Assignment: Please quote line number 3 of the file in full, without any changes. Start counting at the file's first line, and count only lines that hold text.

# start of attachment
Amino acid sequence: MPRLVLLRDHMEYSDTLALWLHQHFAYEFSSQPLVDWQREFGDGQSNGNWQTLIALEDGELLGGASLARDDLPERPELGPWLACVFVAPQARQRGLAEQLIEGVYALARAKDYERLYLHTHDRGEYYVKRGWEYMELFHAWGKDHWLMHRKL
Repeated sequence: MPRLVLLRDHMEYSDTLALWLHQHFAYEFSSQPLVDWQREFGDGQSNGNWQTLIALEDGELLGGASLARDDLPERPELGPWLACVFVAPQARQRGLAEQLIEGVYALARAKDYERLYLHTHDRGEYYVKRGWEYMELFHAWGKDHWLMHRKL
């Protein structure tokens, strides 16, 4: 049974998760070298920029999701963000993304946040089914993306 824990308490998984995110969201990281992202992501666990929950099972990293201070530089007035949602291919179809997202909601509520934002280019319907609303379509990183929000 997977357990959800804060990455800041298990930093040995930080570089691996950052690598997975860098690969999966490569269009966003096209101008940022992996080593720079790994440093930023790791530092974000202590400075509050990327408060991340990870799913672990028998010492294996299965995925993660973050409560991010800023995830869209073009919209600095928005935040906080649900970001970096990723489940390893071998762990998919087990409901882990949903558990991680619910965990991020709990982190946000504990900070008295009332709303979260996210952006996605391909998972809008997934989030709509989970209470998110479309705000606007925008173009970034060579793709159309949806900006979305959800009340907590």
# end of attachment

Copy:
């Protein structure tokens, strides 16, 4: 049974998760070298920029999701963000993304946040089914993306 824990308490998984995110969201990281992202992501666990929950099972990293201070530089007035949602291919179809997202909601509520934002280019319907609303379509990183929000 997977357990959800804060990455800041298990930093040995930080570089691996950052690598997975860098690969999966490569269009966003096209101008940022992996080593720079790994440093930023790791530092974000202590400075509050990327408060991340990870799913672990028998010492294996299965995925993660973050409560991010800023995830869209073009919209600095928005935040906080649900970001970096990723489940390893071998762990998919087990409901882990949903558990991680619910965990991020709990982190946000504990900070008295009332709303979260996210952006996605391909998972809008997934989030709509989970209470998110479309705000606007925008173009970034060579793709159309949806900006979305959800009340907590």